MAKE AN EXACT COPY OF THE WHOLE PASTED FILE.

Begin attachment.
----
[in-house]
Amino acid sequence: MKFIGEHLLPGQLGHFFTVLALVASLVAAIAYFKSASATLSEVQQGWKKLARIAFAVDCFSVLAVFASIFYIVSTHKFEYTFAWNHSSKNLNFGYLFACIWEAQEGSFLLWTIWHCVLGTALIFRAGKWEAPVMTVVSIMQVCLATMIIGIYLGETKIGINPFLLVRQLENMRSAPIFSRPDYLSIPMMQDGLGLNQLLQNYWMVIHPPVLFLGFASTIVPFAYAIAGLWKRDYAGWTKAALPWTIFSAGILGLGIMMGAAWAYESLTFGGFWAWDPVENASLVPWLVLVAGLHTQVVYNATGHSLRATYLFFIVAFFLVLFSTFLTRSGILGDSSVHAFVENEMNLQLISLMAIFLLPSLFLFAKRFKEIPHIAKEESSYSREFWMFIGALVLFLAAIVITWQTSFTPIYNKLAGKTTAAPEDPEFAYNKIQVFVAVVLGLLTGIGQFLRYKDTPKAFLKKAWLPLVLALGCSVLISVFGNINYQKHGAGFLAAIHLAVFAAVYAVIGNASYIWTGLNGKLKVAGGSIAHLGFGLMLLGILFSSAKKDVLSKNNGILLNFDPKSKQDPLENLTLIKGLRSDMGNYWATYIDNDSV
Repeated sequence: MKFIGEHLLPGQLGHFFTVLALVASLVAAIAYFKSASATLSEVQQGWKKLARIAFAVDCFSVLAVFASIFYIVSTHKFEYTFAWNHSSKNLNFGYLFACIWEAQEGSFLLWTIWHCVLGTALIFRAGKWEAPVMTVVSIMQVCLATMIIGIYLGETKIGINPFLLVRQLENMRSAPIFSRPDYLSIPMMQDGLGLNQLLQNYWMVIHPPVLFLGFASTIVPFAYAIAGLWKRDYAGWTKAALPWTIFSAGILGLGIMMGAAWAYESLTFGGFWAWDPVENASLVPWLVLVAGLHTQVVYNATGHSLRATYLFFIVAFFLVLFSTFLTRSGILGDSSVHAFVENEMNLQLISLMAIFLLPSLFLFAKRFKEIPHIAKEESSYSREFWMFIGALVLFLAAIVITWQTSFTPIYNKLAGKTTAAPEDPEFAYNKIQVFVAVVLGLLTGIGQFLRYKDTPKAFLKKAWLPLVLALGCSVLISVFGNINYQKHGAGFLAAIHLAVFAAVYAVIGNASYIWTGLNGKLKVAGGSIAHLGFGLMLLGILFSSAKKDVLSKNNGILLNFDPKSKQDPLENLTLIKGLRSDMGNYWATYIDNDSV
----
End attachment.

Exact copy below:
[in-house]
Amino acid sequence: MKFIGEHLLPGQLGHFFTVLALVASLVAAIAYFKSASATLSEVQQGWKKLARIAFAVDCFSVLAVFASIFYIVSTHKFEYTFAWNHSSKNLNFGYLFACIWEAQEGSFLLWTIWHCVLGTALIFRAGKWEAPVMTVVSIMQVCLATMIIGIYLGETKIGINPFLLVRQLENMRSAPIFSRPDYLSIPMMQDGLGLNQLLQNYWMVIHPPVLFLGFASTIVPFAYAIAGLWKRDYAGWTKAALPWTIFSAGILGLGIMMGAAWAYESLTFGGFWAWDPVENASLVPWLVLVAGLHTQVVYNATGHSLRATYLFFIVAFFLVLFSTFLTRSGILGDSSVHAFVENEMNLQLISLMAIFLLPSLFLFAKRFKEIPHIAKEESSYSREFWMFIGALVLFLAAIVITWQTSFTPIYNKLAGKTTAAPEDPEFAYNKIQVFVAVVLGLLTGIGQFLRYKDTPKAFLKKAWLPLVLALGCSVLISVFGNINYQKHGAGFLAAIHLAVFAAVYAVIGNASYIWTGLNGKLKVAGGSIAHLGFGLMLLGILFSSAKKDVLSKNNGILLNFDPKSKQDPLENLTLIKGLRSDMGNYWATYIDNDSV
Repeated sequence: MKFIGEHLLPGQLGHFFTVLALVASLVAAIAYFKSASATLSEVQQGWKKLARIAFAVDCFSVLAVFASIFYIVSTHKFEYTFAWNHSSKNLNFGYLFACIWEAQEGSFLLWTIWHCVLGTALIFRAGKWEAPVMTVVSIMQVCLATMIIGIYLGETKIGINPFLLVRQLENMRSAPIFSRPDYLSIPMMQDGLGLNQLLQNYWMVIHPPVLFLGFASTIVPFAYAIAGLWKRDYAGWTKAALPWTIFSAGILGLGIMMGAAWAYESLTFGGFWAWDPVENASLVPWLVLVAGLHTQVVYNATGHSLRATYLFFIVAFFLVLFSTFLTRSGILGDSSVHAFVENEMNLQLISLMAIFLLPSLFLFAKRFKEIPHIAKEESSYSREFWMFIGALVLFLAAIVITWQTSFTPIYNKLAGKTTAAPEDPEFAYNKIQVFVAVVLGLLTGIGQFLRYKDTPKAFLKKAWLPLVLALGCSVLISVFGNINYQKHGAGFLAAIHLAVFAAVYAVIGNASYIWTGLNGKLKVAGGSIAHLGFGLMLLGILFSSAKKDVLSKNNGILLNFDPKSKQDPLENLTLIKGLRSDMGNYWATYIDNDSV